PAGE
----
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I have a variable:

var text = "hello";

I want to get the 0 positioned character, so:

var firstChar = text[0];

Simple. In firefox and chrome this works. In IE however i always get back 'undefined'

Any ideas why this might be happening in IE?

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From now, learn that everything that works in good browsers doesn't work in IE. I think MS people wanted to code an extra dimension aside the current web development context. –  Garis M Suero Sep 8 '10 at 14:32
Addenda: works fine in IE8 (as I write this), and in IE7 instead of throwing an error returns something that is parsedInt'ed as NaN instead of exploding. Tracking this problem sure took much longer than it should... –  ANeves Jan 7 '11 at 18:37

3 Answers 3

up vote 16 down vote accepted

Strings aren't accessible like arrays in IE (prior to IE9). Instead you can use charAt, which is available cross-browser:

var text = "hello";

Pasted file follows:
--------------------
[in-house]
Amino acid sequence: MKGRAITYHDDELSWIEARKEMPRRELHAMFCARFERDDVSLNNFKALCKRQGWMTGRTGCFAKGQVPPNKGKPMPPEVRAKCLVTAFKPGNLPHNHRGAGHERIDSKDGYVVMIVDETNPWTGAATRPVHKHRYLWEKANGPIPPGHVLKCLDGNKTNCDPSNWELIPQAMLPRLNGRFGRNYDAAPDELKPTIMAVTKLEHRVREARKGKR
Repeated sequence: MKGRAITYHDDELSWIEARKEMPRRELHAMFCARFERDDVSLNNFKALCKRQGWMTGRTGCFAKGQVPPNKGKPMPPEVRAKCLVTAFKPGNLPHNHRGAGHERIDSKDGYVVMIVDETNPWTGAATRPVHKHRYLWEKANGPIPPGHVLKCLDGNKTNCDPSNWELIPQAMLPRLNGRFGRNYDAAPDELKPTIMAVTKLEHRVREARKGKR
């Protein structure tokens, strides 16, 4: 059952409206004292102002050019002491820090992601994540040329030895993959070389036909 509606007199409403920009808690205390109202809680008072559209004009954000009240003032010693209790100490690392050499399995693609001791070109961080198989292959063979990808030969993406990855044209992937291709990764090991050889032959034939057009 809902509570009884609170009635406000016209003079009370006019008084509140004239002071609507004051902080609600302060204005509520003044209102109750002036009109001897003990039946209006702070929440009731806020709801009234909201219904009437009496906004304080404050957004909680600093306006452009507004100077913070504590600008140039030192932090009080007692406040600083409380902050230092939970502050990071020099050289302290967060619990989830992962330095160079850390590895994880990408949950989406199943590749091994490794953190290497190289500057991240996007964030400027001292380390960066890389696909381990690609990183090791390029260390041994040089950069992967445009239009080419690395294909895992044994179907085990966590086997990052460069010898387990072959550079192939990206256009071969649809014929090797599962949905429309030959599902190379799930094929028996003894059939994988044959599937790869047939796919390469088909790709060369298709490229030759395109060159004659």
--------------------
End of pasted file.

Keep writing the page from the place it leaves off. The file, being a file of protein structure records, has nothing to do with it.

var firstChar = text.charAt(0);
// firstChar will be 'h'
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+1 for charAt(). FWIW, IE8 in standards mode and IE9 support array-style referencing of characters in strings just like Chrome and Firefox. –  Andy E Sep 8 '10 at 14:36
Thanks, this works a treat in IE! –  adm Sep 8 '10 at 14:41

You can use .substr().

var firstChar = text.substr(0,1);
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I'd use this as it's the most cross-browser compatible. –  Paulo Santos Sep 8 '10 at 14:26

I'm not sure why that doesn't work, but you could try using substr()

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